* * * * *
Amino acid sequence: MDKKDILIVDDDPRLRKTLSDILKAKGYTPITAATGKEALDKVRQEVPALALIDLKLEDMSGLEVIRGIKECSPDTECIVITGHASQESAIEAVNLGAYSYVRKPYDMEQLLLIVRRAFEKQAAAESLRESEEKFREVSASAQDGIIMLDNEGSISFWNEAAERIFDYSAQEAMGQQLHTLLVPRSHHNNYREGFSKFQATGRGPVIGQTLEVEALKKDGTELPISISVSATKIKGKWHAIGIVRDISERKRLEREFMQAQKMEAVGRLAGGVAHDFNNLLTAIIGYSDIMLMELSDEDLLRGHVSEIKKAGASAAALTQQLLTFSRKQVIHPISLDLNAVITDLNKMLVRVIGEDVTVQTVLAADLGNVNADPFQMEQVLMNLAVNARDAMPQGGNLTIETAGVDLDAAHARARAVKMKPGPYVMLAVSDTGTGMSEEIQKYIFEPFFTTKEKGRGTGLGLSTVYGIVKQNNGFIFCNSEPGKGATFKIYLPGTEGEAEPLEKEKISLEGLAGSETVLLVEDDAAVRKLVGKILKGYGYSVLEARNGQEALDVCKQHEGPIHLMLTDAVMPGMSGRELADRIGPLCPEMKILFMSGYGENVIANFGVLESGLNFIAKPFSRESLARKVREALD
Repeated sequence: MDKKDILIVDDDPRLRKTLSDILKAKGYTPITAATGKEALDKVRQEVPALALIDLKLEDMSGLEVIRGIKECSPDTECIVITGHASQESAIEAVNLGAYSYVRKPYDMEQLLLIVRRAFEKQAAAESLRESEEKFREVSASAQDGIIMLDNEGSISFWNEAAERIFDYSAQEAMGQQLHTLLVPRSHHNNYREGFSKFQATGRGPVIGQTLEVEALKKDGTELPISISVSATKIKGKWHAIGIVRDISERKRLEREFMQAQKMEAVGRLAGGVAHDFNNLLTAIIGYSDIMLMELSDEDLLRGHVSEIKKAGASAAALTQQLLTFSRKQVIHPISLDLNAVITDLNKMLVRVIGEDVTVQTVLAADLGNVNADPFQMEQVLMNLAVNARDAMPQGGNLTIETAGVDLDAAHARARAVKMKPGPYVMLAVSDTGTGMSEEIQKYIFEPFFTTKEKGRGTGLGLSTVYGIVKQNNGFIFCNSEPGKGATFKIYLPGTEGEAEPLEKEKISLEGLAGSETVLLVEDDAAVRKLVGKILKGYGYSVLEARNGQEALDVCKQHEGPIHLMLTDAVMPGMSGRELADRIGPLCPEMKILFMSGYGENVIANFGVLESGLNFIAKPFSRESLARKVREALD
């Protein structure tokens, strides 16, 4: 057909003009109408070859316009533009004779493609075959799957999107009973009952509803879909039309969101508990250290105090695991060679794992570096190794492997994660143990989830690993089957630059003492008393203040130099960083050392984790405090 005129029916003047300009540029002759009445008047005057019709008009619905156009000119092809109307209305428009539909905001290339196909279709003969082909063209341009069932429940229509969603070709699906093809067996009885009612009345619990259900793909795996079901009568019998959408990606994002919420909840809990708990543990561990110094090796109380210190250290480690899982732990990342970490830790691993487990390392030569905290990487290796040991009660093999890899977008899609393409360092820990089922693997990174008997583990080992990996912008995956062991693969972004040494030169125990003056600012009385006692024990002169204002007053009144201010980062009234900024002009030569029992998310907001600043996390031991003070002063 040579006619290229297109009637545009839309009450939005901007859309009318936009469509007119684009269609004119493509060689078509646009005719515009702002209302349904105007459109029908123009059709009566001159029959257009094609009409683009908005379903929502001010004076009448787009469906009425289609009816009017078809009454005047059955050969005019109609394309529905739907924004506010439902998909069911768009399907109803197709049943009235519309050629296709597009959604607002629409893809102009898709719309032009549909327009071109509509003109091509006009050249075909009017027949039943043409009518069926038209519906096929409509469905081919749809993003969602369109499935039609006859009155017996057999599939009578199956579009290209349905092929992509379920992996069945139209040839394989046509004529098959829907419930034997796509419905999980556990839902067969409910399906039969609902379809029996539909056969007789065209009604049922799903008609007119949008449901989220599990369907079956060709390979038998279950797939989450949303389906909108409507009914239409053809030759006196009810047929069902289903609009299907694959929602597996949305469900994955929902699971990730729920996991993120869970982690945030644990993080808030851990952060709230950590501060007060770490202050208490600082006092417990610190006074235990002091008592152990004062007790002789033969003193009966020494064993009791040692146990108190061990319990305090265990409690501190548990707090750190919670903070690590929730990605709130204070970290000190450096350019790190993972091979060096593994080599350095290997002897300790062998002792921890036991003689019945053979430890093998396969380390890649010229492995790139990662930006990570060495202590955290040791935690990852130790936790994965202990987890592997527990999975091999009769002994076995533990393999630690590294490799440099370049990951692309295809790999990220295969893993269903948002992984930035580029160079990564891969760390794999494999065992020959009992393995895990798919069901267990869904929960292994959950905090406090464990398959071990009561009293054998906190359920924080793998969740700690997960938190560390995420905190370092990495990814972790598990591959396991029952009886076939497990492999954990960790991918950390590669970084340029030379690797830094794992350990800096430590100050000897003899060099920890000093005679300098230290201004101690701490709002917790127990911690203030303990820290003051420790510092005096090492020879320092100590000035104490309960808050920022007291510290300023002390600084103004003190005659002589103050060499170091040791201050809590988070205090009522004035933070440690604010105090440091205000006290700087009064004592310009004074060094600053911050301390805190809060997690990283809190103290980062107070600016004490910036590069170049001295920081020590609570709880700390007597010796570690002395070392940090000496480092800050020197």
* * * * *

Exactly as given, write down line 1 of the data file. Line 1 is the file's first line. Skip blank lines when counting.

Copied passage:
Amino acid sequence: MDKKDILIVDDDPRLRKTLSDILKAKGYTPITAATGKEALDKVRQEVPALALIDLKLEDMSGLEVIRGIKECSPDTECIVITGHASQESAIEAVNLGAYSYVRKPYDMEQLLLIVRRAFEKQAAAESLRESEEKFREVSASAQDGIIMLDNEGSISFWNEAAERIFDYSAQEAMGQQLHTLLVPRSHHNNYREGFSKFQATGRGPVIGQTLEVEALKKDGTELPISISVSATKIKGKWHAIGIVRDISERKRLEREFMQAQKMEAVGRLAGGVAHDFNNLLTAIIGYSDIMLMELSDEDLLRGHVSEIKKAGASAAALTQQLLTFSRKQVIHPISLDLNAVITDLNKMLVRVIGEDVTVQTVLAADLGNVNADPFQMEQVLMNLAVNARDAMPQGGNLTIETAGVDLDAAHARARAVKMKPGPYVMLAVSDTGTGMSEEIQKYIFEPFFTTKEKGRGTGLGLSTVYGIVKQNNGFIFCNSEPGKGATFKIYLPGTEGEAEPLEKEKISLEGLAGSETVLLVEDDAAVRKLVGKILKGYGYSVLEARNGQEALDVCKQHEGPIHLMLTDAVMPGMSGRELADRIGPLCPEMKILFMSGYGENVIANFGVLESGLNFIAKPFSRESLARKVREALD